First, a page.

These days many of the original Victorian buildings remain - as testament to there ability to withstand the trials and tribulations of a Hospital. Following a fire in 1988, many of the older builders however were renovated, to include a Post Grad Center, Doctors Residence and a larger A&E department. The Hospital currently serves the population of Hemel Hempstead with the Urgent Care Center and a GP Lead health center, as well as accommodating both in and out-patients.


  7. hemelhempstead:

    Piccotts End

    Piccotts End is a small village located just outside of Hemel Hempstead, due to it’s close proximity to the town, it is often assumed that the village is part of the town, however, it remains a village in it’s own right. The village is a quintessential small country village, complete with stables, and a very popular public house, not to mention some beautiful Tudor style architecture.

    Piccotts End has a strong and interesting history too, having been the site of the UK’s first Cottage Hospital. Founded in 1832 the “West Herts Infirmary” was a free hospital set up by renowned Georgian era physician Sir Astley Cooper. After the hospital was relocated to keep up with demand, the building was bought by Josiah Wright„ who became famous for foiling an assassination attempt on the life of Queen Victoria. The cottages, as they are now, were later found to hold one more piece of history; a series Medieval wall murals depicting a variety of Patron Saints, as well the Virgin Mary & Jesus Christ.


  8. hemelhempstead:

    The Old Town

    After the Second World War, Hemel Hempstead became the town it is today; a bustling ‘New Town’ with a population in excess of 80,000. However, their prior to this, there was a sizable village which had evolved through time. A village which was built on the back on impressive grain output (Hemel had the largest Grain market in the UK at the time), paper production and Chalk Mining.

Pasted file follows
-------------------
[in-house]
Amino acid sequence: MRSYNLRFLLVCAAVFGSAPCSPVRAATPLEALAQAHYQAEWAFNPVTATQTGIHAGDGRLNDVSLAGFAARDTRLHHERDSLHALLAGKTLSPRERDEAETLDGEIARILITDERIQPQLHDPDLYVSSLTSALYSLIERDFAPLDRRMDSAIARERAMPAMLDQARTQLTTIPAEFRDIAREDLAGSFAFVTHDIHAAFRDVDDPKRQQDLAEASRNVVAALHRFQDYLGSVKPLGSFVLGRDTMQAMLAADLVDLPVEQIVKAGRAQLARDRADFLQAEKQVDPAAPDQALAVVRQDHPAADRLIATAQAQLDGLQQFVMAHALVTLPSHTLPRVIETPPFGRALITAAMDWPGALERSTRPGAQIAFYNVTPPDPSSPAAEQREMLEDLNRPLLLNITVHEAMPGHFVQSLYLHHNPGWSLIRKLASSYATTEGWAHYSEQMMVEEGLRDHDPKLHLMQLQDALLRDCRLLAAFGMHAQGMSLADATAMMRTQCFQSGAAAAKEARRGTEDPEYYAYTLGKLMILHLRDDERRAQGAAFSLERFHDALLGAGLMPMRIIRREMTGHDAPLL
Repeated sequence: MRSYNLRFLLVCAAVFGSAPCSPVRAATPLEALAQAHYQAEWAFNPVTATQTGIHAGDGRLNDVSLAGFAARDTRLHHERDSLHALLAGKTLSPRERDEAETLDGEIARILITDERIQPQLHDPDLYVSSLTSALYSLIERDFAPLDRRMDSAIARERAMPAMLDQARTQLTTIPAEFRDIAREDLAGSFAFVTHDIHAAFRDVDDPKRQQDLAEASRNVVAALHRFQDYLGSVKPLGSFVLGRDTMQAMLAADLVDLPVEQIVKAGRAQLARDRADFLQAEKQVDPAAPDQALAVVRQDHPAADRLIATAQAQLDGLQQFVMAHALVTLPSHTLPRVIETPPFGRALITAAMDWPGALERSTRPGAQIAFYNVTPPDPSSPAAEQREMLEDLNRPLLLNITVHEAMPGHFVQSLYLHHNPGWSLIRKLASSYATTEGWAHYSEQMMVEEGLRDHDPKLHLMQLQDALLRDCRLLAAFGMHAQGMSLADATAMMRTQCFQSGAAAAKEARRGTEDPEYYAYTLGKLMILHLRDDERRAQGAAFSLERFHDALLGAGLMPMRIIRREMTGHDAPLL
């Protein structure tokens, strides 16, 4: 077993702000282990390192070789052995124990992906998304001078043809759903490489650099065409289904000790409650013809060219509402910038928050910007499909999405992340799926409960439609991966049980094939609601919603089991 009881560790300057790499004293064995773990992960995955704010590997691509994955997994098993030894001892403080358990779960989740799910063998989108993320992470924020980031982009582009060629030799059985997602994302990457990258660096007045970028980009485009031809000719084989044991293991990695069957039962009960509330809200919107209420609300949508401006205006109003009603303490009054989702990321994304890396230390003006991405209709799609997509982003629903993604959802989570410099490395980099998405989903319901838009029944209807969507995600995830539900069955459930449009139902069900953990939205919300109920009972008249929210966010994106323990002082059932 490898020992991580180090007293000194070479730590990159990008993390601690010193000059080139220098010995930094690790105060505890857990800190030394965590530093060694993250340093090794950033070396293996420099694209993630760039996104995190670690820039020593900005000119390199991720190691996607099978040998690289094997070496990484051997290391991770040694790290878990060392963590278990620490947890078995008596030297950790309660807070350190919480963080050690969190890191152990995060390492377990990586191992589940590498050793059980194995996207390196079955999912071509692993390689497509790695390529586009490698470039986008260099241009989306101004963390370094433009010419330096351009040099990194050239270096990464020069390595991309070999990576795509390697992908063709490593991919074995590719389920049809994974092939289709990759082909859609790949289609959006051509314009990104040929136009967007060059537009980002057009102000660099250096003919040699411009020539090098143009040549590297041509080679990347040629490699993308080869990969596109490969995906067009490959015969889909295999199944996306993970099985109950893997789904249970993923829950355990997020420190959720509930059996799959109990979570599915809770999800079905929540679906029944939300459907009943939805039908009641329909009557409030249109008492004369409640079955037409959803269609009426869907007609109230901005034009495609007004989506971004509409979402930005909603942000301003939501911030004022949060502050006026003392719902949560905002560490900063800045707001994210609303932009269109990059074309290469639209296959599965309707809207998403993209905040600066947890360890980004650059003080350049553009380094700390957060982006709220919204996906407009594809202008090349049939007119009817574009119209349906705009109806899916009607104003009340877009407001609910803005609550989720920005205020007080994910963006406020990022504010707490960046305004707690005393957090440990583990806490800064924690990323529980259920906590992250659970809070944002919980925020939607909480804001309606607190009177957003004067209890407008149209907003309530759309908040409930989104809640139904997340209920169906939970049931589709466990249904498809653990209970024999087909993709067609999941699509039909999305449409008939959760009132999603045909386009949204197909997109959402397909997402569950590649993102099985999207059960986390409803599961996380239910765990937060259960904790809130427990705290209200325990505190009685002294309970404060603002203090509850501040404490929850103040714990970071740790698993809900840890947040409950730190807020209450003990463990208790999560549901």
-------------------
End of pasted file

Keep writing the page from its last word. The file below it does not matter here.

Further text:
Of this village remains what is colloquially known as ‘The Old Town’, featuring architecture from the Victorian, Georgian and even Tudor eras. The town itself overlooks St Mary’s Church which was built in 1140.These days the Old Town features a range of independent shops and boutiques, as well as several restaurants and period pubs


  9. hemelhempstead:

    Charter Tower

    The Charter Tower was originally the gatehouse to a sizable residence known as The Bury, of which their have been multiple iterations. The of which was first referenced to in 1289. Up until 1539, The Bury was the residence of the Waterhouse Family, for whom the nearby Waterhouse Street is named. The Bury was then rebuilt between1540 and 1595 by the Combes family. The arms of Richard Combes can still be seen carved on the upper story of the Charter Tower. This Iteration remained until 1790.

    The name “Charter Tower ” derives from a local myth that Henry VIII may have stayed there in 1539 and handed down Hemel Hempstead’s Royal Market Charter from the upper window as a mark of gratitude for hospitality he received. However if this event did indeed happen,it would have been a previous structure as the existing tower wasn’t built until approximately 1595. By the end of the 18th century the second Bury was demolished and was replaced by the Third (and current) iteration - a building that now serves as a popular Wedding venue, as well as being the constituency office of Hemel’s MP, Mr Mike Penning.


  10. hemelhempstead:

    The Kodak Building

    The Kodak Building, or as it is now known, the KD Tower, is arguably Hemel Hempstead’s most famous landmark, along with the Magic Roundabout which it overlooks. The building is so named due to the fact that it was formerly the UK headquarters of the Eastman Kodak company, having being built in the early 1970’s and serving the company for over 30 years.

    Originally a brutalist tower block designed by renowned architect Sir Thomas Bennett, the Building was vacated in 2005, before being built by Property developers Dandara and converted into 434 apartments. The renovations were finished in 2010, and the tower block is served by a Piazza containing a multitude of local businesses and boutique stores.